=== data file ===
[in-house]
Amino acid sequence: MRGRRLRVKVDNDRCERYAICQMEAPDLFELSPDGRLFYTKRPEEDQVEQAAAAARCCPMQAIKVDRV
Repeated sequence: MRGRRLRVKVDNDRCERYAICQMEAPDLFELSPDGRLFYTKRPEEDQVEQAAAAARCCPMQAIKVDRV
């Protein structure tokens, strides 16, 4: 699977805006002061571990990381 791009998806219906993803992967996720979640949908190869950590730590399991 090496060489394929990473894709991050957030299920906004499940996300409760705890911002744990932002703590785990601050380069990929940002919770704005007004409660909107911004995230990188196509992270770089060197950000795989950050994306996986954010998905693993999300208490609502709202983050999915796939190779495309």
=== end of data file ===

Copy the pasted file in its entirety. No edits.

[in-house]
Amino acid sequence: MRGRRLRVKVDNDRCERYAICQMEAPDLFELSPDGRLFYTKRPEEDQVEQAAAAARCCPMQAIKVDRV
Repeated sequence: MRGRRLRVKVDNDRCERYAICQMEAPDLFELSPDGRLFYTKRPEEDQVEQAAAAARCCPMQAIKVDRV
């Protein structure tokens, strides 16, 4: 699977805006002061571990990381 791009998806219906993803992967996720979640949908190869950590730590399991 090496060489394929990473894709991050957030299920906004499940996300409760705890911002744990932002703590785990601050380069990929940002919770704005007004409660909107911004995230990188196509992270770089060197950000795989950050994306996986954010998905693993999300208490609502709202983050999915796939190779495309």